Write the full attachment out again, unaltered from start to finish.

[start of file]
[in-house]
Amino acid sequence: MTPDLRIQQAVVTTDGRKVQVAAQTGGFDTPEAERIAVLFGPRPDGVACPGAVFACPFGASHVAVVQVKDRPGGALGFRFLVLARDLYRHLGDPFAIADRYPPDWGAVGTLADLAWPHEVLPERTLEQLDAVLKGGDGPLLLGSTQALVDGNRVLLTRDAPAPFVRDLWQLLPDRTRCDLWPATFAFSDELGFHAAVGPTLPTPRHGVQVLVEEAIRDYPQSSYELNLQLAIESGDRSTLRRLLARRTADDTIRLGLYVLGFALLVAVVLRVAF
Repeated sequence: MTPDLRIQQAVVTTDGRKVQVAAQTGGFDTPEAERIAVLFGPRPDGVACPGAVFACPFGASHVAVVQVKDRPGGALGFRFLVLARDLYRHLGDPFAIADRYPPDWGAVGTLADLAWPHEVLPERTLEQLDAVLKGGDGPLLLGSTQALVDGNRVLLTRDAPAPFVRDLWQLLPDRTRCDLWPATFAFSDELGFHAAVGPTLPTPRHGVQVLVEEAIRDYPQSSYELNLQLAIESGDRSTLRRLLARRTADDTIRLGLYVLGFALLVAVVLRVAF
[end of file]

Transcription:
[in-house]
Amino acid sequence: MTPDLRIQQAVVTTDGRKVQVAAQTGGFDTPEAERIAVLFGPRPDGVACPGAVFACPFGASHVAVVQVKDRPGGALGFRFLVLARDLYRHLGDPFAIADRYPPDWGAVGTLADLAWPHEVLPERTLEQLDAVLKGGDGPLLLGSTQALVDGNRVLLTRDAPAPFVRDLWQLLPDRTRCDLWPATFAFSDELGFHAAVGPTLPTPRHGVQVLVEEAIRDYPQSSYELNLQLAIESGDRSTLRRLLARRTADDTIRLGLYVLGFALLVAVVLRVAF
Repeated sequence: MTPDLRIQQAVVTTDGRKVQVAAQTGGFDTPEAERIAVLFGPRPDGVACPGAVFACPFGASHVAVVQVKDRPGGALGFRFLVLARDLYRHLGDPFAIADRYPPDWGAVGTLADLAWPHEVLPERTLEQLDAVLKGGDGPLLLGSTQALVDGNRVLLTRDAPAPFVRDLWQLLPDRTRCDLWPATFAFSDELGFHAAVGPTLPTPRHGVQVLVEEAIRDYPQSSYELNLQLAIESGDRSTLRRLLARRTADDTIRLGLYVLGFALLVAVVLRVAF